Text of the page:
After this manner he reasoned as he walked up and down his chamber, while Maggie, on her sleepless pillow, was thinking, too, of him, wondering if she did hate him as much as she intended, and if Henry would be offended at her sitting up with him until after twelve o’clock.
It was nearly half-past nine when Maggie awoke next morning, and making a hasty toilet she descended to the dining room, where she found Mr. Carrollton awaiting her. He had been up a long time; but when Anna Jeffrey, blessed with an uncommon appetite, fretted at the delay of breakfast, and suggested calling Margaret, he objected, saying she needed rest, and must not be disturbed. So, in something of a pet, the young lady breakfasted alone with her aunt, Mr. Carrollton preferring to wait for Maggie.
“I am sorry I kept you waiting,” said Maggie, seating herself at the table and continuing to apologize for her tardiness.
But Mr. Carrollton felt more than repaid by having her thus alone with him, and many were the admiring glances he cast toward her, as, with her shining hair, her happy face, her tasteful morning gown of pink, and her beautiful white hands which handled so gracefully the silver coffee-urn, she made a living, glowing picture such as any man might delight to look upon. Breakfast being over, Mr. Carrollton proposed a ride, and as Anna Jeffrey at that moment entered the parlor he invited her to accompany them. There was a shadow on Maggie’s brow as she left the room to dress, a shadow which had not wholly disappeared when she returned; and, observing this, Mr. Carrollton said, “Were I to consult my own wishes, Maggie, I should leave Miss Jeffrey at home; but she is a poor girl whose enjoyments are far less than ours, consequently I invited her for this once, knowing how fond she is of riding.”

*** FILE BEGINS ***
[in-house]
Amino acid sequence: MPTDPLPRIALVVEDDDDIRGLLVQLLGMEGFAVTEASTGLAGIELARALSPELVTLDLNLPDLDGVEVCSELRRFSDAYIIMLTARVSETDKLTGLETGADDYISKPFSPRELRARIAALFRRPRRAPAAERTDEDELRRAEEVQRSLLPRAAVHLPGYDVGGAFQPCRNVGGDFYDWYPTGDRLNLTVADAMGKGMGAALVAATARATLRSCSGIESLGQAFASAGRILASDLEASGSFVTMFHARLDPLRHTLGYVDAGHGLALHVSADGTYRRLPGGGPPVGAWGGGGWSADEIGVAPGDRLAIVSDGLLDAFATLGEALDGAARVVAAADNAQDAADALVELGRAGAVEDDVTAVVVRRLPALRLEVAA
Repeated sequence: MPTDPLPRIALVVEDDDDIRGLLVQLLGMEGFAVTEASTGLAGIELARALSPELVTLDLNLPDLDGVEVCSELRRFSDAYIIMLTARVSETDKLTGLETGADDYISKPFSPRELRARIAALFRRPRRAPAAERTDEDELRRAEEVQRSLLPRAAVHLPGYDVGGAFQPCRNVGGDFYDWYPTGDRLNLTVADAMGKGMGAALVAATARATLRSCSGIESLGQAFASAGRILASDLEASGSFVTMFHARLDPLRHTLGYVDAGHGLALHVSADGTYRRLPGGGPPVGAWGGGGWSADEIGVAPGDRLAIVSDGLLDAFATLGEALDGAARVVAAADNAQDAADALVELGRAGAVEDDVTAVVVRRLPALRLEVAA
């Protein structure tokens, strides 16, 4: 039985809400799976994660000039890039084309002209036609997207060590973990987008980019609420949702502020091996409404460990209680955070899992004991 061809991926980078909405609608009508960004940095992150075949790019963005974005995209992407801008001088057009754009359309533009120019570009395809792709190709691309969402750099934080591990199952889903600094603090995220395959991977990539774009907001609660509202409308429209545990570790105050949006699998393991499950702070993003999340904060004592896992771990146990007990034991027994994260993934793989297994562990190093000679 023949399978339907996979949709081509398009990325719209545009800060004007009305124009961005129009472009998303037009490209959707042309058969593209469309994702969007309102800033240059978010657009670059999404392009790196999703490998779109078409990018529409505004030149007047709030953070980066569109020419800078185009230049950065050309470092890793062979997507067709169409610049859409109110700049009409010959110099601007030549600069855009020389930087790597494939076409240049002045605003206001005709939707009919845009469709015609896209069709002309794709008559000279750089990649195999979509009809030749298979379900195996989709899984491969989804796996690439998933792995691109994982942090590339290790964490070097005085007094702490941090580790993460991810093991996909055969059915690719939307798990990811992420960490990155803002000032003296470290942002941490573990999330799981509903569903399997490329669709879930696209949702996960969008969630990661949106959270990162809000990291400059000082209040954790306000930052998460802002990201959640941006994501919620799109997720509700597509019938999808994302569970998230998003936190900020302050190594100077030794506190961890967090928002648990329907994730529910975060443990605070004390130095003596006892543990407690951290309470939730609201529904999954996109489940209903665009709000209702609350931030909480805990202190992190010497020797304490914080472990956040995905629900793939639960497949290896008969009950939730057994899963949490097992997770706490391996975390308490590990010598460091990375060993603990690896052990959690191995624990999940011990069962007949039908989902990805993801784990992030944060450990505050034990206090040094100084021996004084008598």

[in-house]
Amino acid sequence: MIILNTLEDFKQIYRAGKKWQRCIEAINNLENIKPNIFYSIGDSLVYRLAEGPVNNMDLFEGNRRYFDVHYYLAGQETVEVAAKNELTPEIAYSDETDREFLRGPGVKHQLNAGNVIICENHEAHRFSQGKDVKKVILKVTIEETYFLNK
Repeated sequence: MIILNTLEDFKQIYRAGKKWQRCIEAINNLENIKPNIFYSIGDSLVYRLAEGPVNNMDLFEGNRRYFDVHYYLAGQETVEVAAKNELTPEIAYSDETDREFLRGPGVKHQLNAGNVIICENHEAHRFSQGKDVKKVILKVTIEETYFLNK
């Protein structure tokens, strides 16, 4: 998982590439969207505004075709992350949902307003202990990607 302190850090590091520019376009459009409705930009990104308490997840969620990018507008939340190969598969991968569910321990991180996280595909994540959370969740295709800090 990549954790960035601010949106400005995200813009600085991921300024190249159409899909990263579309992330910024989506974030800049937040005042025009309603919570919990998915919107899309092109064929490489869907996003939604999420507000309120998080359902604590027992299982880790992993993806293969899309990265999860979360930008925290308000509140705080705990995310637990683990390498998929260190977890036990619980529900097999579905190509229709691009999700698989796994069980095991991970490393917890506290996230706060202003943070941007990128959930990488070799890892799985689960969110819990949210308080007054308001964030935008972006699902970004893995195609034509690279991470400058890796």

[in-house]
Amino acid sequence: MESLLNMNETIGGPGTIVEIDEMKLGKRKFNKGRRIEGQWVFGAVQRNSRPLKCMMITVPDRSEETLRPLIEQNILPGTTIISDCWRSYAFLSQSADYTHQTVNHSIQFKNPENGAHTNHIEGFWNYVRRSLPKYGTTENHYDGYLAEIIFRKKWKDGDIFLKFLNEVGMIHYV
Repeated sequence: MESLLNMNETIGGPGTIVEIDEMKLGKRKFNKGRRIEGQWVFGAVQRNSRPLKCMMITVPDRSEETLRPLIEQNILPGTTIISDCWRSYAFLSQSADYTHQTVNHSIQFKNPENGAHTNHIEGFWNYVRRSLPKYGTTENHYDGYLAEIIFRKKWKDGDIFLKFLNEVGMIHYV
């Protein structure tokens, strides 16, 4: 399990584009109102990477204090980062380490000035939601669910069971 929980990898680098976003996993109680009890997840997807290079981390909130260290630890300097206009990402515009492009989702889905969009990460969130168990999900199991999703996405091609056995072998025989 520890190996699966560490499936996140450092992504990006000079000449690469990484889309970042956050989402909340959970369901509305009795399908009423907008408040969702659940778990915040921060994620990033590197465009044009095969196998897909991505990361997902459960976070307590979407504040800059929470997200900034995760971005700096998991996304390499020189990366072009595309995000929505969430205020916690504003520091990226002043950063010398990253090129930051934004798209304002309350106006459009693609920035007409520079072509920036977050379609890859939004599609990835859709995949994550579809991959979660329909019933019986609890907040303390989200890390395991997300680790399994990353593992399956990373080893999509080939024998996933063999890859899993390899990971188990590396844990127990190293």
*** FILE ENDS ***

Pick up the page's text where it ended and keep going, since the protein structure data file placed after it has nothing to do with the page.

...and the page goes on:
“How thoughtful you are of other people’s happiness!” said Maggie, the shadow leaving her brow at once.
“I am glad that wrinkle has gone, at all events,” returned Mr. Carrollton laughingly, and laying his hand upon her forehead he continued: “Were you my sister Helen I should probably kiss you for having so soon got over your pet; but as you are Maggie Miller, I dare not,” and he looked earnestly at her, to see if he had spoken the truth.
Coloring crimson, as it became the affianced bride of Henry Warner to do, Maggie turned away, thinking Helen must be a happy girl, and half wishing she too were Arthur Carrollton’s sister. It was a long, delightful excursion they took, and Maggie, when she saw how Anna Jeffrey enjoyed it, did not altogether regret her presence. On their way home she proposed calling upon Hagar, whom she had not seen for “three whole days.”